The Spaniards, by contrast, used typical European stone and mortar techniques, which are very rigid, with no flexibility whatsoever. The irony is that the Spaniards liked to build directly upon Inca structures, in an attempt to dominate them and show their cultural superiority. Every time a large earthquake hit, however, the Spanish structures would collapse and the Inca ones would remain. I guess there is a moral in there somewhere. Or a bit of “Inca revenge.”
And yes, the reason we don’t copy the Incas’ methods is that their art of cutting stone was quickly lost—no one knows how to build walls like they did. And no doubt they would be extremely labor intensive, which wasn’t a problem for them. I know an American architect, Vincent Lee, who has studied Inca structures a lot. He once told me that every culture has an architecture and that architecture has a simple message. The Incas’ message, he said, was “a job worth doing is a job worth doing well.” Where we tend to build fake facades with our architectural styles and hide shoddy or cheaper work behind them, the Incas didn’t. Every portion of their walls and buildings was perfectly made. Nothing was hidden. The unseen backs of the walls were just as well done as those in the front.
The Incas built their architecture to last—and it has. Machu Picchu is still standing, more than 500 years after it was constructed, despite incessant rain, major earthquakes, etc. And that is one of the reasons it has recently been voted a new “wonder of the world.”
If you had a week to stay in one spot in Peru without working, all expenses paid, where would you go and where would you stay?
Without a doubt Cuzco. Set at 11,300 feet in the Andes, Cuzco was the Incas’ capital and still has plenty of perfectly-cut Inca walls and Inca influence. It’s also a colonial town, where the Spaniards built their cathedrals and quite beautiful monasteries and other buildings (many of which continue to collapse on top of the Inca structures during earthquakes). You can stay in a hotel that has an Inca wall, explore the streets and ruins, hike up to the massive Inca fortress/religious center of Sacsayhuayman on the hillside overlooking the city (where a famous battle was fought between Incas and Spaniards). You can visit the Incas’ Sun Temple, the center of their universe, and take side trips to the nearby Sacred Valley (where the Inca emperors built their palaces) as well as visit Machu Picchu. A week in the area can’t be beat for the great diversity of things to see and do. Everyone should visit Machu Picchu and Cuzco at least once in their lifetimes.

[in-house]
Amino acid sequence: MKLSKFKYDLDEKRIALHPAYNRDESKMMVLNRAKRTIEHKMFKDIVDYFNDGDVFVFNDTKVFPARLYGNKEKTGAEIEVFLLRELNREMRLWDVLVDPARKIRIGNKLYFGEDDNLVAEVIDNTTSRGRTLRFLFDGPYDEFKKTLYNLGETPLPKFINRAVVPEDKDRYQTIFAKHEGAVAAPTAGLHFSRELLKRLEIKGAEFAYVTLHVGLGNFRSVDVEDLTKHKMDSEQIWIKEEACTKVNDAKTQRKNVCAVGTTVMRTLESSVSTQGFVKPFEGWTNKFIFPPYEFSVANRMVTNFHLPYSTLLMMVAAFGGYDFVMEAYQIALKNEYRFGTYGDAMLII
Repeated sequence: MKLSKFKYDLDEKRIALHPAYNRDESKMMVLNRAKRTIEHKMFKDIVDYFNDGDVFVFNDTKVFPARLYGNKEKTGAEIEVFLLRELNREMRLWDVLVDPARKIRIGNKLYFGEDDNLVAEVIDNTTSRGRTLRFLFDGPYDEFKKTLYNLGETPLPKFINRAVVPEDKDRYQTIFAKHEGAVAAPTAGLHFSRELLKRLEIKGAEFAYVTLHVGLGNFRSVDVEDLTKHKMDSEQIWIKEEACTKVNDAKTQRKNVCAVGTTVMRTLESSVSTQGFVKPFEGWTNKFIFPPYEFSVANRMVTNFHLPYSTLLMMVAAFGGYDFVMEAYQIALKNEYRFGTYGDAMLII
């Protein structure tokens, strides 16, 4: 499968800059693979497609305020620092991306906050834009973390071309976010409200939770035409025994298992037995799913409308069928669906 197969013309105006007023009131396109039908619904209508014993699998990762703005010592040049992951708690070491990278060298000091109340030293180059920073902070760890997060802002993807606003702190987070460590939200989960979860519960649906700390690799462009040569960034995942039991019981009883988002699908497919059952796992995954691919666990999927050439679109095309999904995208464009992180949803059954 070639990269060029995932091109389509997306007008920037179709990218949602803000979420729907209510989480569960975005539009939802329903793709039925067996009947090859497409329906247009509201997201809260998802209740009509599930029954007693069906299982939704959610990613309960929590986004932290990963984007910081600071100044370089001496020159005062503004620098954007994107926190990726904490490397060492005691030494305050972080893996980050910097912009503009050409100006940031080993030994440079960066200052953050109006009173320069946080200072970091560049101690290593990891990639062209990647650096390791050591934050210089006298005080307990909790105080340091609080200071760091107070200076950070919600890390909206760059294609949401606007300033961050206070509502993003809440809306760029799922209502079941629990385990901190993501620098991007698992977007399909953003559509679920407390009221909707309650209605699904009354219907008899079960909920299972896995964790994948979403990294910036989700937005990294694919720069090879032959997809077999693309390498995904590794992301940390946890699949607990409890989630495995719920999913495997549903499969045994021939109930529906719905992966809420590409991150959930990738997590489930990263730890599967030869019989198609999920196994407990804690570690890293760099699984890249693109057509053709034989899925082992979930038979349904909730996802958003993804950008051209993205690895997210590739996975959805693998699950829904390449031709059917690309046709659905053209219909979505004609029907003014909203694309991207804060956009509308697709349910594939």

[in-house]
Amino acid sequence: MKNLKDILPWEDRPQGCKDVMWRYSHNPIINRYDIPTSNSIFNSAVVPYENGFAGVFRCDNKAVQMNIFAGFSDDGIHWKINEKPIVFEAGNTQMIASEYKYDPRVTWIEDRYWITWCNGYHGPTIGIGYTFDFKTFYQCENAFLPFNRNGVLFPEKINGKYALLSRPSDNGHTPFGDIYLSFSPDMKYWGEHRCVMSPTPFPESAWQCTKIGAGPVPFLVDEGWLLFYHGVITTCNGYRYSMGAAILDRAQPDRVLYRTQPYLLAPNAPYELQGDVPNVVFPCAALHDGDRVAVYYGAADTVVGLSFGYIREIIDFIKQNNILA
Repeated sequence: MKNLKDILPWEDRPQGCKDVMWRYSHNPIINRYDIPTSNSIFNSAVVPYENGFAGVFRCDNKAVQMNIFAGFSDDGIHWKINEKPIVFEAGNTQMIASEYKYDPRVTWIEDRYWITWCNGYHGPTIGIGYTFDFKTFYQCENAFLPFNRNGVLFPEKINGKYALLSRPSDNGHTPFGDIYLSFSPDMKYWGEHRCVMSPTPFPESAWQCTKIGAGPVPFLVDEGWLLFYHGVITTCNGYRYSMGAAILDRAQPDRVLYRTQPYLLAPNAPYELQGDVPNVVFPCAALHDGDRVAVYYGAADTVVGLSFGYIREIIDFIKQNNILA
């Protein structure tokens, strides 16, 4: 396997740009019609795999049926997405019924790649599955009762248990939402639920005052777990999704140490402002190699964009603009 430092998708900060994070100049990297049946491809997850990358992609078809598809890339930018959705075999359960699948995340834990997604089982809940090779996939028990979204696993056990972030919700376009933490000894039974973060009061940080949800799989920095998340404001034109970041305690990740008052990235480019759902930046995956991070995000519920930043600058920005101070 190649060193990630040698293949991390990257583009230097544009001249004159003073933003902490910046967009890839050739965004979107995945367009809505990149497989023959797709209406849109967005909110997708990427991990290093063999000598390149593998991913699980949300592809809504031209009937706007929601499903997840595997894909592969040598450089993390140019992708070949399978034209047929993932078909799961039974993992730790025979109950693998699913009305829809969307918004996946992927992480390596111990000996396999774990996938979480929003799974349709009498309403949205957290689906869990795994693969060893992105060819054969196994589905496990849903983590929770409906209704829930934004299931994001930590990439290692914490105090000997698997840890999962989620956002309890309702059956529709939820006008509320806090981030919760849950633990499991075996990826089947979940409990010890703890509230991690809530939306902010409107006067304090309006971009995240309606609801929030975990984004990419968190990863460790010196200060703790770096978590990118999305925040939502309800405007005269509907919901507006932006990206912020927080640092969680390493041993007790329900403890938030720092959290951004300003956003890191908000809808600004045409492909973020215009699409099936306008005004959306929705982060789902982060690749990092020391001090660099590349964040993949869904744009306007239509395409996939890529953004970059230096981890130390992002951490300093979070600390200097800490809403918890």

Where would I stay? In Cuzco, probably at the El Monasterio Hotel, which is a 5-star hotel on a beautiful plaza in a restored seminary. In Machu Picchu, I would stay at the Inkaterra Machu Picchu Hotel in Aguas Calientes, at the base of the mountain. It’s got fabulous, immaculately appointed, colonial-style villas, is surrounded by cloud forest, and overlooks the Urubamba River. It can’t be beat.
Interview conducted in January, 2010 by editor Timothy Scott.